clustering


Clustering gene expression time series data using an infinite Gaussian process mixture model

Our next meeting will be at 2pm on Feb 12th, in room 4160 of the Discovery building. Our Selected paper is Clustering gene expression time series data using an infinite Gaussian process mixture model.
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The abstract is as follows.

Transcriptome-wide time series expression profiling is used to characterize the cellular response to environmental perturbations. The first step to analyzing transcriptional response data is often to cluster genes with similar responses. Here, we present a nonparametric model-based method, Dirichlet process Gaussian process mixture model (DPGP), which jointly models data clusters with a Dirichlet process and temporal dependencies with Gaussian processes. We demonstrate the accuracy of DPGP in comparison to state-of-the-art approaches using hundreds of simulated data sets. To further test our method, we apply DPGP to published microarray data from a microbial model organism exposed to stress and to novel RNA-seq data from a human cell line exposed to the glucocorticoid dexamethasone. We validate our clusters by examining local transcription factor binding and histone modifications. Our results demonstrate that jointly modeling cluster number and temporal dependencies can reveal shared regulatory mechanisms. DPGP software is freely available online at https://github.com/PrincetonUniversity/DP_GP_cluster.

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Integrated Proteogenomic Characterization of Human High-Grade Serous Ovarian Cancer. 1

Our next meeting will be at 3:00 on October 10th, in room 3160 of the Discovery building. Our Selected paper is Integrated Proteogenomic Characterization of Human High-Grade Serous Ovarian Cancer.
The abstract is as follows.

To provide a detailed analysis of the molecular components and underlying mechanisms associated with ovarian cancer, we performed a comprehensive mass-spectrometry-based proteomic characterization of 174 ovarian tumors previously analyzed by The Cancer Genome Atlas (TCGA), of which 169 were high-grade serous carcinomas (HGSCs). Integrating our proteomic measurements with the genomic data yielded a number of insights into disease, such as how different copy-number alternations influence the proteome, the proteins associated with chromosomal instability, the sets of signaling pathways that diverse genome rearrangements converge on, and the ones most associated with short overall survival. Specific protein acetylations associated with homologous recombination deficiency suggest a potential means for stratifying patients for therapy. In addition to providing a valuable resource, these findings provide a view of how the somatic genome drives the cancer proteome and associations between protein and post-translational modification levels and clinical outcomes in HGSC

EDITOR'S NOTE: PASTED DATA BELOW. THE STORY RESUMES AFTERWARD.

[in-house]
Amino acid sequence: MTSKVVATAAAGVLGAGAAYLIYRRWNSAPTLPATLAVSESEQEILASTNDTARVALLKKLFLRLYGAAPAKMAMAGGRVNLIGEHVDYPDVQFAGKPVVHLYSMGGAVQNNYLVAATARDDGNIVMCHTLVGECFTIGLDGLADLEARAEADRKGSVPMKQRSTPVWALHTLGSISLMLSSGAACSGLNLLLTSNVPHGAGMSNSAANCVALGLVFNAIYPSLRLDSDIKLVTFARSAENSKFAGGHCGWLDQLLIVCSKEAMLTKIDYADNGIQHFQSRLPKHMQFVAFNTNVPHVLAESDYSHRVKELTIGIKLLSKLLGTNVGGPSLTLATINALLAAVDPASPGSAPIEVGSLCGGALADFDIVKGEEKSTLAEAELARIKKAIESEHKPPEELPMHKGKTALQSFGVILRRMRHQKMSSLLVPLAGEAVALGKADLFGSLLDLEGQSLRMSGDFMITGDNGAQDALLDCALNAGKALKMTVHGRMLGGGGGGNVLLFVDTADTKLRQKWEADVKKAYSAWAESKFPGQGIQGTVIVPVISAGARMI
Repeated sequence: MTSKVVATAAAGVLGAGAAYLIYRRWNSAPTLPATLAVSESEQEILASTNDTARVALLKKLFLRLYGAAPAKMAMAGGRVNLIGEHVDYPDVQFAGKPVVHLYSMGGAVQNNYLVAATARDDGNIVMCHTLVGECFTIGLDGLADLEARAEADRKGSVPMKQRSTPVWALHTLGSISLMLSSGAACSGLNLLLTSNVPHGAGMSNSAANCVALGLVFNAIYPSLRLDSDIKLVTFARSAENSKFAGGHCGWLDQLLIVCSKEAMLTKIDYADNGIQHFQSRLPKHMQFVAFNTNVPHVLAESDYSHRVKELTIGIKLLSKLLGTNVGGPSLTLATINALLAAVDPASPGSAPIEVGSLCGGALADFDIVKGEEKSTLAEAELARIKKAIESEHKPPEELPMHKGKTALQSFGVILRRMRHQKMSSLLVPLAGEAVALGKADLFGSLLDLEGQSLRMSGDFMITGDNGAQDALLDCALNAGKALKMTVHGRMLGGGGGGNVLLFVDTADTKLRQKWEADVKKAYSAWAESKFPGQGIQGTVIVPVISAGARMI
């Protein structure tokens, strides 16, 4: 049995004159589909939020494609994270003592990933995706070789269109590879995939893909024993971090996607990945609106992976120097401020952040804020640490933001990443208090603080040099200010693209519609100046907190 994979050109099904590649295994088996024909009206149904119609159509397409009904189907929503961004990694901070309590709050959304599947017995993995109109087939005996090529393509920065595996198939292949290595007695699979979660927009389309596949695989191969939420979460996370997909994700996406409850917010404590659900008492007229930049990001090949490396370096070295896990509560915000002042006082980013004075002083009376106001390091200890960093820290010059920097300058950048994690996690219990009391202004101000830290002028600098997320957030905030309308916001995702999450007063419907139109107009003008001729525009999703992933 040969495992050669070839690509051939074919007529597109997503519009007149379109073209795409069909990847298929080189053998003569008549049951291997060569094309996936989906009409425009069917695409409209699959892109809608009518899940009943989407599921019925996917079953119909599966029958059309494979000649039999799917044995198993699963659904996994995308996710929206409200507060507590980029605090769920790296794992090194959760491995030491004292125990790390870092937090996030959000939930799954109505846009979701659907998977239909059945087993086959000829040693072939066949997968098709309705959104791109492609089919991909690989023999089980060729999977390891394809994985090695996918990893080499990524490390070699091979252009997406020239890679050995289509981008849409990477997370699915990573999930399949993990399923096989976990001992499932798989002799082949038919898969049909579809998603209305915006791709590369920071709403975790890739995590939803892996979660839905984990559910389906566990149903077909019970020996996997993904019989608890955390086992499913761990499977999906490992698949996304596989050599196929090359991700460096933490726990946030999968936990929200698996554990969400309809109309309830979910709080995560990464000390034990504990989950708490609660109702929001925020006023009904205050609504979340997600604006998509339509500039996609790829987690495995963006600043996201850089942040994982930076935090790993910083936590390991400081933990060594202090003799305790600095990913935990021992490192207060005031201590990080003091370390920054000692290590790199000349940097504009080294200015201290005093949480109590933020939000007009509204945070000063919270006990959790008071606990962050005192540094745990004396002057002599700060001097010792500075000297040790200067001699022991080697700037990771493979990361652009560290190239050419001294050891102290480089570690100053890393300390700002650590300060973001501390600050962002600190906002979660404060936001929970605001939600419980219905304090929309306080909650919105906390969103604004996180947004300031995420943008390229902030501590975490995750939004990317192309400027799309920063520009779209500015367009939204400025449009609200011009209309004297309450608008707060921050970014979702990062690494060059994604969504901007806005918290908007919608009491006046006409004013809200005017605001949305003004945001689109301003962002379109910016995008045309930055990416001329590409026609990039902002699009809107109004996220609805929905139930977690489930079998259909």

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Context Specific and Differential Gene Co-expression Networks via Bayesian Biclustering

Our next meeting will be at 12:30 on September 12th, in room 3160 of the Discovery building. Our Selected paper is Context Specific and Differential Gene Co-expression Networks via Bayesian Biclustering.
The abstract is as follows.

Identifying latent structure in high-dimensional genomic data is essential for exploring biological processes. Here, we consider recovering gene co-expression networks from gene expression data, where each network encodes relationships between genes that are co-regulated by shared biological mechanisms. To do this, we develop a Bayesian statistical model for biclustering to infer subsets of co-regulated genes that covary in all of the samples or in only a subset of the samples. Our biclustering method, BicMix, allows overcomplete representations of the data, computational tractability, and joint modeling of unknown confounders and biological signals. Compared with related biclustering methods, BicMix recovers latent structure with higher precision across diverse simulation scenarios as compared to state-of-the-art biclustering methods. Further, we develop a principled method to recover context specific gene co-expression networks from the estimated sparse biclustering matrices. We apply BicMix to breast cancer gene expression data and to gene expression data from a cardiovascular study cohort, and we recover gene co-expression networks that are differential across ER+ and ER- samples and across male and female samples. We apply BicMix to the Genotype-Tissue Expression (GTEx) pilot data, and we find tissue specific gene networks. We validate these findings by using our tissue specific networks to identify trans-eQTLs specific to one of four primary tissues.

We welcome all who can join us for this discussion. Feel free to begin that discussion in the comments section below.